Seizing Dynasty Opportunity: Surprise PPO Stars in 2012

Gary Althiser uses the PPO statistic to analyze the dynasty value of three players.

| 4 years ago

Gary Althiser uses the PPO statistic to analyze the dynasty value of three players.

Seizing Dynasty Opportunity: Surprise PPO Stars in 2012


One of the many great numbers at PFF Fantasy is the PPO (points per opportunity) statistic. PPO takes the amount of carries and pass routes a player runs and divides them by the total fantasy points scored in standard and PPR leagues. The stat goes far beyond telling you who scored the most points – it shows you who is doing the most with the opportunities presented to him. There are some names near the top of the list that might surprise you – in fact, you may not have heard of some of these guys – but with their efficiency, they could someday become a household fantasy name.

Let’s take a look at three players who seized their opportunities in 2012.


 TE Anthony McCoy – Seahawks

When thinking of a Seahawks tight end, the first player that comes to mind is probably Zach Miller, and for good reason. Miller ended the season on a high note: 12 receptions, 190 yards, and a touchdown during the Seahawks playoff run. Unfortunately for Miller owners, his regular season was much more modest: 46 targets, 38 receptions, 396 yards, and 3 touchdowns. Those numbers produced an unspectacular 0.18 (34th overall) PPO average in standard leagues, and .30 in PPR leagues (34th).

The Seahawks have another tight end on their roster, Anthony McCoy, who more than doubled Miller’s PPO average in 2012. McCoy notched 23 targets, 18 receptions, 291 yards, and matched Miller’s touchdown total with three. Those numbers averaged out to a 0.37 PPO in standard leagues and 0.51 in PPR leagues – both good enough for second best among all tight ends behind Rob Gronkowski. McCoy’s numbers were also better than the average PPO’s of star players like Jimmy Graham, Tony Gonzalez, and Jason Witten.

 

 Player Std. PPO PPR PPO
Rob Gronkowski 0.44 0.61
Anthony McCoy 0.37 0.51
Jimmy Graham 0.29 0.45
Tony Gonzalez 0.25 0.41
Jason Witten 0.19 0.37

 

McCoy’s blocking skills and penalties (-2.9) leave a lot to be desired, but he made the most of the opportunities Russell Wilson gave him in 2012.

 

WR Jarius Wright – Vikings

Percy Harvin owners let out a collective sigh in Week 9 when Harvin went down with an ankle injury. Through the first 8 weeks of the season, Harvin was first in PPO in PPR leagues (0.60 average), and sixth in standard leagues (0.37). There’s no way to replace a guy of Harvin’s caliber so late in the season, but rookie Jarius Wright was given the opportunity. Wright made the most of the few opportunities he had while the Vikings offense focused on Adrian Peterson to end the season.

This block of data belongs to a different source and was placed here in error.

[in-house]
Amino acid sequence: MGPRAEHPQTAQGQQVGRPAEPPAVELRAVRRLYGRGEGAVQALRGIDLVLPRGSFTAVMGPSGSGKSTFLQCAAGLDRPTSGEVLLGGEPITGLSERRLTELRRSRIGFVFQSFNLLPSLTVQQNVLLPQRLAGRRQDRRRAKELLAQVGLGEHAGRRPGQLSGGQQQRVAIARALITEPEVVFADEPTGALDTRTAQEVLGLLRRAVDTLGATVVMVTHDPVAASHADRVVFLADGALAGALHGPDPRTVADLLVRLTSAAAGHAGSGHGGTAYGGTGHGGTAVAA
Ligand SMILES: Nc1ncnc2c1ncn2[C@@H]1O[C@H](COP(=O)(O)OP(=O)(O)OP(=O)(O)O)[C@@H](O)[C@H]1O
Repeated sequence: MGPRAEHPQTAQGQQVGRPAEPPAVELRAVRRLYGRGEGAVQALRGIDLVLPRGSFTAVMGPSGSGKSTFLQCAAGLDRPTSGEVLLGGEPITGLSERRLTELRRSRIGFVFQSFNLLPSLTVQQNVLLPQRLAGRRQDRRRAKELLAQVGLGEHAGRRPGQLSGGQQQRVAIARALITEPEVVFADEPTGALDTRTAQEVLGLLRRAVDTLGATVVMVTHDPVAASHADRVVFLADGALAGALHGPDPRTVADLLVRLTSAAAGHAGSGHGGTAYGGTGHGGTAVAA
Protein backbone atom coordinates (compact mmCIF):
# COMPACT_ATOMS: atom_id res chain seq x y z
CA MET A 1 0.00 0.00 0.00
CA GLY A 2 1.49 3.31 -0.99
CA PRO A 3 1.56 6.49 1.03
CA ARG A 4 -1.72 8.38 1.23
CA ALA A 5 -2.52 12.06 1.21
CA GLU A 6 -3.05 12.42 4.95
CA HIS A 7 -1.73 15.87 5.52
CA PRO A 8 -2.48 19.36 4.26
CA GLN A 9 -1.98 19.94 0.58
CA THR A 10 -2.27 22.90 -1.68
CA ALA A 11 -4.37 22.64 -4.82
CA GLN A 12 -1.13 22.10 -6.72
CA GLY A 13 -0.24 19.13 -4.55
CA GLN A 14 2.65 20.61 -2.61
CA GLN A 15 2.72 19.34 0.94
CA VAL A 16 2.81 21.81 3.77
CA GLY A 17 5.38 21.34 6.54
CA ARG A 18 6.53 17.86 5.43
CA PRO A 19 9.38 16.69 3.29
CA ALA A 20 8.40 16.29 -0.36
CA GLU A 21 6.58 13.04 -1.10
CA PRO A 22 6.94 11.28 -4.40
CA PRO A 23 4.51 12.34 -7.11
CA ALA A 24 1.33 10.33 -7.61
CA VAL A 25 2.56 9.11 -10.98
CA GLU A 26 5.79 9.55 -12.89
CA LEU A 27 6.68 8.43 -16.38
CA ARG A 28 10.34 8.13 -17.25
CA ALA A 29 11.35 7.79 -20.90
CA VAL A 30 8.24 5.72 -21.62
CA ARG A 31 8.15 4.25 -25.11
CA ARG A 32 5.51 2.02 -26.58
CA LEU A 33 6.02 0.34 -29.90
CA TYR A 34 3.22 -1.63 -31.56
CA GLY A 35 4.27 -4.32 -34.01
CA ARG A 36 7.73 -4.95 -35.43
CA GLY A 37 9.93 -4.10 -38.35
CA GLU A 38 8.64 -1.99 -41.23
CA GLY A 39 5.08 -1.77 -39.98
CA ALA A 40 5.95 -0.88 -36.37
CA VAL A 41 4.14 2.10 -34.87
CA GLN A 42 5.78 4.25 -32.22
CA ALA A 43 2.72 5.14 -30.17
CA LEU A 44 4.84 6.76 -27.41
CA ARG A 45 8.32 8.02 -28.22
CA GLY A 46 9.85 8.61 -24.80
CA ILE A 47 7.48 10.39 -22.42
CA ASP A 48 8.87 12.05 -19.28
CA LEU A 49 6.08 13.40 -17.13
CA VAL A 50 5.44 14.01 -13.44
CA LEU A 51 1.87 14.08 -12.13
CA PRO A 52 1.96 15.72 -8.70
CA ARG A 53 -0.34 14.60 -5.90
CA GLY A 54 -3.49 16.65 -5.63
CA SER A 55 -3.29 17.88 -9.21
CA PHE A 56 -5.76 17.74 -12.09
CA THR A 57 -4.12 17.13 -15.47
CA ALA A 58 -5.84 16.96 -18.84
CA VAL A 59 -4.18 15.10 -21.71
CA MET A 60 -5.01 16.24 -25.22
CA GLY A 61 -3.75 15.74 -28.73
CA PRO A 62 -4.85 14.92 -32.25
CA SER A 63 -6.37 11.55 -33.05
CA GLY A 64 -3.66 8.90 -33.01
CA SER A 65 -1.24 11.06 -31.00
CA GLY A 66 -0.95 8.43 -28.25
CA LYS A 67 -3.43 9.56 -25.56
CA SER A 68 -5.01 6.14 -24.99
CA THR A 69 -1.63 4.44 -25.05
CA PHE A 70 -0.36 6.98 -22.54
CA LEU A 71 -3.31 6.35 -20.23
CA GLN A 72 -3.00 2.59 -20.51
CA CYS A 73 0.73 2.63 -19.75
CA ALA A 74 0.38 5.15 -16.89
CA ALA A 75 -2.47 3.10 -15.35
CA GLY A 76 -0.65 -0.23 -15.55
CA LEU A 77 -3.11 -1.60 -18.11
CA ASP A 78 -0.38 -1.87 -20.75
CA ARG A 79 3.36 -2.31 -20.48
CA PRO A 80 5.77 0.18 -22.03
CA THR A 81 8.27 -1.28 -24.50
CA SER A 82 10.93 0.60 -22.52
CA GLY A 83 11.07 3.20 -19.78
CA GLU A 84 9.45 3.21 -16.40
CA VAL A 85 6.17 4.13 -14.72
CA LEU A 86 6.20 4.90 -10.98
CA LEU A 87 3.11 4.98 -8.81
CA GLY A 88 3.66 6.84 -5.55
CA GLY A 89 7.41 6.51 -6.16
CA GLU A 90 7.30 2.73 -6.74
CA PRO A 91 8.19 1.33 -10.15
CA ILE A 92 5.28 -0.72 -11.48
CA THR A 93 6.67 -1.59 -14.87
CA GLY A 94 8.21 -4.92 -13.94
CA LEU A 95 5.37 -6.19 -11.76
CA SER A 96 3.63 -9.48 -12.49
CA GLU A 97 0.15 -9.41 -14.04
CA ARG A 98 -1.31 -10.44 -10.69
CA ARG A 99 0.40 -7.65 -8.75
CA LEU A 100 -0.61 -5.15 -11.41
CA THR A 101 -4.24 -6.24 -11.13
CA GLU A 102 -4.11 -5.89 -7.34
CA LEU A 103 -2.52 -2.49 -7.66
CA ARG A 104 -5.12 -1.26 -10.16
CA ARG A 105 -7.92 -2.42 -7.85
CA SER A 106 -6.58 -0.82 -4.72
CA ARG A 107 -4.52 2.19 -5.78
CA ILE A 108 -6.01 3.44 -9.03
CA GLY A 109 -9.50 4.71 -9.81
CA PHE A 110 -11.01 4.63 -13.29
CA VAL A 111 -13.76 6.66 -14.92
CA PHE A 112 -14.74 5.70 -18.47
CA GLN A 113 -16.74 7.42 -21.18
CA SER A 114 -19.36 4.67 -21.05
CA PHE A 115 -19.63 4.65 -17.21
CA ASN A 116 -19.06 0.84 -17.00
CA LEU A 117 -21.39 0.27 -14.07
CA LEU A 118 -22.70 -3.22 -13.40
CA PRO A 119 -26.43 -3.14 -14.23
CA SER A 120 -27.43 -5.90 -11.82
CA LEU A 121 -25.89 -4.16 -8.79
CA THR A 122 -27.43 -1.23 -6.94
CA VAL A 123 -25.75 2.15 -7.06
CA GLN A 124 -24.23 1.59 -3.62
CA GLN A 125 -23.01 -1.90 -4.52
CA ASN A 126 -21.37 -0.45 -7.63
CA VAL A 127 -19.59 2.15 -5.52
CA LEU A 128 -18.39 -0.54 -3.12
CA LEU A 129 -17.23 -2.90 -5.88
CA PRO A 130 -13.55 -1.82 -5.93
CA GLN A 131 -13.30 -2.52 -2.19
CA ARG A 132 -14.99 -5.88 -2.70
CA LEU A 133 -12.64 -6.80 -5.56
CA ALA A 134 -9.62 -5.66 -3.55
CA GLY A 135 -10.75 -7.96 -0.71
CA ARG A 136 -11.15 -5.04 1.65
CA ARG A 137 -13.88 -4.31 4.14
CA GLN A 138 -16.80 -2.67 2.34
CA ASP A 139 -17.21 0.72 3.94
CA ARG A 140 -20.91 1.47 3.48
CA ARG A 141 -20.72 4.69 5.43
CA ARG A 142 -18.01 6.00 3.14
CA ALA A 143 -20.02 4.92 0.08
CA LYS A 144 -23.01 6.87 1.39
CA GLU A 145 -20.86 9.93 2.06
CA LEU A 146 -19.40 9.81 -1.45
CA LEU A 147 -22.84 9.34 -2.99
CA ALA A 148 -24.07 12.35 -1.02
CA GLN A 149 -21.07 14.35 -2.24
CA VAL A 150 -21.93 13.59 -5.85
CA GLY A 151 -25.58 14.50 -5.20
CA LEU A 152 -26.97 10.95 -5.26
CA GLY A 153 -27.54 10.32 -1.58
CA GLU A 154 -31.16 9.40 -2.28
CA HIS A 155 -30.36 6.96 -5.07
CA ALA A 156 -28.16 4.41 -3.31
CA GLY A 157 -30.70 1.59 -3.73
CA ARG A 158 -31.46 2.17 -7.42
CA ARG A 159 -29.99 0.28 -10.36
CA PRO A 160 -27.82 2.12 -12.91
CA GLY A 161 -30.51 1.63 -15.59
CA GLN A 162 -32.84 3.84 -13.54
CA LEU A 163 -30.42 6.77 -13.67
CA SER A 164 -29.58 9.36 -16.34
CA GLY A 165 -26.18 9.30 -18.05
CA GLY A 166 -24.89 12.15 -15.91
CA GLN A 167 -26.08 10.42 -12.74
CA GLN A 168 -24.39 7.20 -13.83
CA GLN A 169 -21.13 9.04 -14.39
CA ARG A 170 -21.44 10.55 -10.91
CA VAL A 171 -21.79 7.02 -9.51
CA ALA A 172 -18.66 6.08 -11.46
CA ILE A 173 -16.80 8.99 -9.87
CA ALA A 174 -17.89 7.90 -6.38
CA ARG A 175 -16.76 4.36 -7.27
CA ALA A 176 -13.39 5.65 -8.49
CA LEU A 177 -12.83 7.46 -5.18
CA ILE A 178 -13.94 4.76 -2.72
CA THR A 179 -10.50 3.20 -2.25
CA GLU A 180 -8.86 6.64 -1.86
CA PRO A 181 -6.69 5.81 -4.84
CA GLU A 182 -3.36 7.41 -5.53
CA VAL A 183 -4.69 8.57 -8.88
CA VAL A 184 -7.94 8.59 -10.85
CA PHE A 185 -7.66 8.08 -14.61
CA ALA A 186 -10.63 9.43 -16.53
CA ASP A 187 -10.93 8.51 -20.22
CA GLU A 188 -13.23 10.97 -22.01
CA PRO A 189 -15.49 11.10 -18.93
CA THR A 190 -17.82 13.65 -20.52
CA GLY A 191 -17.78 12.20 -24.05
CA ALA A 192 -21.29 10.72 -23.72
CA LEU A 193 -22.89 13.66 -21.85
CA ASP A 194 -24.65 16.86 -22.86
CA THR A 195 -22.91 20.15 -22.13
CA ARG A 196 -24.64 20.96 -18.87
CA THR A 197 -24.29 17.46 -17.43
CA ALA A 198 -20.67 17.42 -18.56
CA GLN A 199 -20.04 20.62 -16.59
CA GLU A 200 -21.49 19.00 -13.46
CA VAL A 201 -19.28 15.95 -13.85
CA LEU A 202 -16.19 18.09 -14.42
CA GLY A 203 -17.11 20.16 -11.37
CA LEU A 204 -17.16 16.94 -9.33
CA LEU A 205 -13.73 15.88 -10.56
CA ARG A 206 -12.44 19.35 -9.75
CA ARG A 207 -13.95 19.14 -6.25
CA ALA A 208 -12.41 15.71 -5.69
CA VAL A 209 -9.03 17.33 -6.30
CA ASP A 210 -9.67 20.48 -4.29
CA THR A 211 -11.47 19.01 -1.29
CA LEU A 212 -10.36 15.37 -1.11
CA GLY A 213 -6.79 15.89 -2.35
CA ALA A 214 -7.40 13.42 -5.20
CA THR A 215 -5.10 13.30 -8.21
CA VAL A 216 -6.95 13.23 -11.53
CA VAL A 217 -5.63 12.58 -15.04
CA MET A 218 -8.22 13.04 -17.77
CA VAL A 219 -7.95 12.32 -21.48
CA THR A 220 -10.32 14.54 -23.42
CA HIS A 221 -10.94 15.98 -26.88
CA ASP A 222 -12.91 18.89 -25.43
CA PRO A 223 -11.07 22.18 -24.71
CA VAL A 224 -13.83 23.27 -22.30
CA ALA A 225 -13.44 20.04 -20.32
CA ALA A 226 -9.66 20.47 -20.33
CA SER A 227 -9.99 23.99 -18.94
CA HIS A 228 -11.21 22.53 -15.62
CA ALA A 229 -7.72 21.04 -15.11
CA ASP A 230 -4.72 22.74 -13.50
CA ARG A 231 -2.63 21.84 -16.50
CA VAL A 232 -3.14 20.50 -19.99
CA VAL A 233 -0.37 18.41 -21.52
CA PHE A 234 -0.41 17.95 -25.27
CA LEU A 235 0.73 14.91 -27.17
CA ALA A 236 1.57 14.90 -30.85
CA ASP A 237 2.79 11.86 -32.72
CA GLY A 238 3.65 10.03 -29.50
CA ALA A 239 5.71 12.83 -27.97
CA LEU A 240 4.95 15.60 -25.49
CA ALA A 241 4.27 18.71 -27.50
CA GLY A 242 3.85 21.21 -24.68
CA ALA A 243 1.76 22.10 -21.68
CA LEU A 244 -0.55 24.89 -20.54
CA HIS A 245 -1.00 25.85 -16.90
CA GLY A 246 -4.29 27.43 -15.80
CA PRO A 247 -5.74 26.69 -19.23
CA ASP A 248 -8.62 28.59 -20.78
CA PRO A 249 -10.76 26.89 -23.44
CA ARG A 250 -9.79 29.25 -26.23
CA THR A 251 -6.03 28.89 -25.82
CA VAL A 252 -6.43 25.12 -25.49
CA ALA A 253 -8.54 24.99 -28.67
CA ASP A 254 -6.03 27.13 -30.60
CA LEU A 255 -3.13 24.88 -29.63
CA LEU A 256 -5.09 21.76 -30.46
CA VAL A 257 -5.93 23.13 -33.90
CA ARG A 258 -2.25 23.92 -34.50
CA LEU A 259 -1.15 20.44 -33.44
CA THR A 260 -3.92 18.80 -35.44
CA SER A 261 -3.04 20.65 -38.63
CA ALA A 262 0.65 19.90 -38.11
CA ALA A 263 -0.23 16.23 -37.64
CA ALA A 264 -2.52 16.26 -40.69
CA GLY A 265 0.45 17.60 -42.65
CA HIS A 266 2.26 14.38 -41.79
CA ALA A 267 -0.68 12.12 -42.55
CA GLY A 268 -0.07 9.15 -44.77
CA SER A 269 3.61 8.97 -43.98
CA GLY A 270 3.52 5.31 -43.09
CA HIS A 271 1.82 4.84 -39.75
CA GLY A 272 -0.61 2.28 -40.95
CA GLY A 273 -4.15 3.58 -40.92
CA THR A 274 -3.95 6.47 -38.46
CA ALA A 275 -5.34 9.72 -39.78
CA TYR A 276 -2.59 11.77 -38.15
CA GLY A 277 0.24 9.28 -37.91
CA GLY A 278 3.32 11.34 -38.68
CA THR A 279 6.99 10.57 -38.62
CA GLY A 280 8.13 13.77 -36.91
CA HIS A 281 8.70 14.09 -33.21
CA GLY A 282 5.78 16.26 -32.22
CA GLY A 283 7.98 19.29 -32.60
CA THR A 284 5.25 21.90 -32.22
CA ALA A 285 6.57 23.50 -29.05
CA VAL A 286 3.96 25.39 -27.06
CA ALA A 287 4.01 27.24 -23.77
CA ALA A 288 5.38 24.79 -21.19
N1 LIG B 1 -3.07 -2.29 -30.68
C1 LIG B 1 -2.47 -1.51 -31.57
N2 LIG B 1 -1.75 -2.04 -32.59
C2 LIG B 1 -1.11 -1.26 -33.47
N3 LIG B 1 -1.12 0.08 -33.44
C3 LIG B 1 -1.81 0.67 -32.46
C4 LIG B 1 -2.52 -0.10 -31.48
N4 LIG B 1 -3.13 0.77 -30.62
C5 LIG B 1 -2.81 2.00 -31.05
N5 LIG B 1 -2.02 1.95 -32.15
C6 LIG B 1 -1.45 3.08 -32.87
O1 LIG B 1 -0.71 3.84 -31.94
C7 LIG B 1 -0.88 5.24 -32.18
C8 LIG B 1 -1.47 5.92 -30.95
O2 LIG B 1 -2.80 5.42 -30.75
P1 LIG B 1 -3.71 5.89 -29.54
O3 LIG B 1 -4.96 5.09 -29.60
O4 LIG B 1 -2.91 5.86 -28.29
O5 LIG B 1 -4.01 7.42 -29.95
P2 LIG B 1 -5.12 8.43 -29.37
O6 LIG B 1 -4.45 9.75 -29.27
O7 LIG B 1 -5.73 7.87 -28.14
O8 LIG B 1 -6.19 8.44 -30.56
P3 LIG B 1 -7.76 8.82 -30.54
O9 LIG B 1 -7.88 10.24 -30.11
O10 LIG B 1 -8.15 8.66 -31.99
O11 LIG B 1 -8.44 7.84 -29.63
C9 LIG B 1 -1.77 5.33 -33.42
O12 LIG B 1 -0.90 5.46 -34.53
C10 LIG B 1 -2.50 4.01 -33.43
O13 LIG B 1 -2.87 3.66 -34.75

Wright didn’t see his first action until Week 10, but then he put up respectable numbers for the rest of the year. The rookie totaled 36 targets, 22 receptions, 310 yards, two touchdowns, and two rushes for 11 yards. Those numbers were good enough for 11th best PPO in PPR leagues (0.49 average) and 15th best in standard leagues (0.33 average).

It’s been well publicized that Harvin isn’t happy in Minnesota, and rumors have it that he wants a new deal or to be traded. The Vikings insist he isn’t going anywhere, but a vocal, oft injured wide receiver usually doesn’t sit well with NFL front offices. Wright has legit speed (4.41), and put up very good numbers while at Arkansas (over 1100 yards and 12 touchdowns in 2011). If Harvin does actually leave Minnesota, Wright could be the guy who steps up in his place.

 

TE Delanie Walker – 49ers

Walker is well known by 49ers fans as a versatile, athletic No. 2 tight end with the skill set to be a top option. His full potential won’t be seen as long as he’s in San Fransisco, but chances are he’s suiting up somewhere else next season. Walker’s an unrestricted free agent  in 2013, and will demand more money than the 49ers are willing to give for a backup tight end.

This year started out slow for Walker, but when Alex Smith went down in Week 10 and Colin Kaepernick took over everything changed. From Weeks 11-17, Walker’s PPO average was 0.30 for standard leagues – good for third best in the league – and 0.41 for PPO leagues – good enough for sixth best. What’s even more impressive is the average depth per aimed throw that came Walker’s way during that time: 15.1 yards – tops in the NFL. Of course, Kaepernick’s propensity to go down field had a lot to do with that, but Walker has deceptive speed and elite blocking skills (PFF’s 2nd best run blocking TE), which should get him a lot of looks during free agency.

 

 Highest TE aDOT Weeks 11-17
Delanie Walker 15.1
Coby Fleener 15
Vernon Davis 14.9
Tony Scheffler 13.1
Anthony McCoy 12.2

 

Walker’s hands are suspect (11 drops in 2012), which makes his PPO even more impressive. If he gets a chance to be a No. 1 tight end and works on his hands, Walker has the potential to be a viable fantasy option.

Follow Gary on Twitter: @PFF_Gary … and our main feed: @PFF_Fantasy


  • fb29

    ummm. so you found 3 different players who get the ball when they are either uncovered, or have probably the least-talented defensive player covering them, and you think they have hidden talent because they produce good plays in those situations?

    pretty sure the Cookie Monster would be on this list if he was only thrown passes when he wasn’t covered

    • meup

      what a douche